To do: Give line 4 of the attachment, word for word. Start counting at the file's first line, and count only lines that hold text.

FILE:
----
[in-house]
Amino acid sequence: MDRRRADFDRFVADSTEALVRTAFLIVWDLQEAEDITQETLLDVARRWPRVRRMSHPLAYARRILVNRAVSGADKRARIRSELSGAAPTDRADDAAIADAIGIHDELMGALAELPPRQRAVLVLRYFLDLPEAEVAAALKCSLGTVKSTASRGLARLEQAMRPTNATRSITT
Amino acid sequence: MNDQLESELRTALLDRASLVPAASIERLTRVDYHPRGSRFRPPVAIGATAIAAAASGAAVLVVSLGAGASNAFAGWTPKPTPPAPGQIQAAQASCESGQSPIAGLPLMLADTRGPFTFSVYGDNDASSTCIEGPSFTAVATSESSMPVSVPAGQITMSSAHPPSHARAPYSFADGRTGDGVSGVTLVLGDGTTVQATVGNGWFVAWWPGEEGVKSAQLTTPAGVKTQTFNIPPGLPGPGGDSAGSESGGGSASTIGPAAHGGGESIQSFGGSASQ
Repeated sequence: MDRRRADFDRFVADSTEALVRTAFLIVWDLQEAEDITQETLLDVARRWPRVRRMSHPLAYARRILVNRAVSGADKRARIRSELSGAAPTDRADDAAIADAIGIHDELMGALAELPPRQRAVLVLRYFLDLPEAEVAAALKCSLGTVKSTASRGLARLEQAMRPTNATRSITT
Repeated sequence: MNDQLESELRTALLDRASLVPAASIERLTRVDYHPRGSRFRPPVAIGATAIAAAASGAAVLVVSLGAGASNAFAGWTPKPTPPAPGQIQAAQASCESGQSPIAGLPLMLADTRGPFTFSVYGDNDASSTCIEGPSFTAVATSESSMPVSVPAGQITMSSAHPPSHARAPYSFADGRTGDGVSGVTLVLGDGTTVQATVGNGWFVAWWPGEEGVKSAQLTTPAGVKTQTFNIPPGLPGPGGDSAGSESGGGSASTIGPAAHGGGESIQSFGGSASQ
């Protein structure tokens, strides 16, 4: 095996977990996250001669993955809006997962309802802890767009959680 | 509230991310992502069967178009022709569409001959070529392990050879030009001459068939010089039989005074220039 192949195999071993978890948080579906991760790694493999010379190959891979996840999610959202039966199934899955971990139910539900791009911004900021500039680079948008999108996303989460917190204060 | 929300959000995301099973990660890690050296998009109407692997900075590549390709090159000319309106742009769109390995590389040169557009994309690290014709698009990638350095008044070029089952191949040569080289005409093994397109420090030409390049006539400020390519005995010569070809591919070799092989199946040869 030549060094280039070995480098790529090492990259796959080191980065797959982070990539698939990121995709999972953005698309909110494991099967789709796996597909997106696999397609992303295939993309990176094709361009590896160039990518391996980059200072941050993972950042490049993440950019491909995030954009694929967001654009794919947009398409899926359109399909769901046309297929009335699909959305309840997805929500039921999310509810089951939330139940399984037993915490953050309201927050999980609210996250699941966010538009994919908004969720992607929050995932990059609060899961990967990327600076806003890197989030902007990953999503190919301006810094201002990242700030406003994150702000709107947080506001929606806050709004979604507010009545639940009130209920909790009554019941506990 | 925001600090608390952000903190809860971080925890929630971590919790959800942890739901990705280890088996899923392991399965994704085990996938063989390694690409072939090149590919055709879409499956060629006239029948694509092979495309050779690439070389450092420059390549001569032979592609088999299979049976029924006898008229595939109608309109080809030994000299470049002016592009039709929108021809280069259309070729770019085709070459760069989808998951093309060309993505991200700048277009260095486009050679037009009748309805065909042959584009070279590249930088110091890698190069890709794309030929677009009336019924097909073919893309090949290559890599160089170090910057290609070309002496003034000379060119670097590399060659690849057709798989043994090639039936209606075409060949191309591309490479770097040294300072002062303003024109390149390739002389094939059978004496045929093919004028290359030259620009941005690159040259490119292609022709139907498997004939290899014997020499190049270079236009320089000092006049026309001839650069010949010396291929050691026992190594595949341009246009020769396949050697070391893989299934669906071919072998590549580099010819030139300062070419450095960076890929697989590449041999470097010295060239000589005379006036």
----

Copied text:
Repeated sequence: MDRRRADFDRFVADSTEALVRTAFLIVWDLQEAEDITQETLLDVARRWPRVRRMSHPLAYARRILVNRAVSGADKRARIRSELSGAAPTDRADDAAIADAIGIHDELMGALAELPPRQRAVLVLRYFLDLPEAEVAAALKCSLGTVKSTASRGLARLEQAMRPTNATRSITT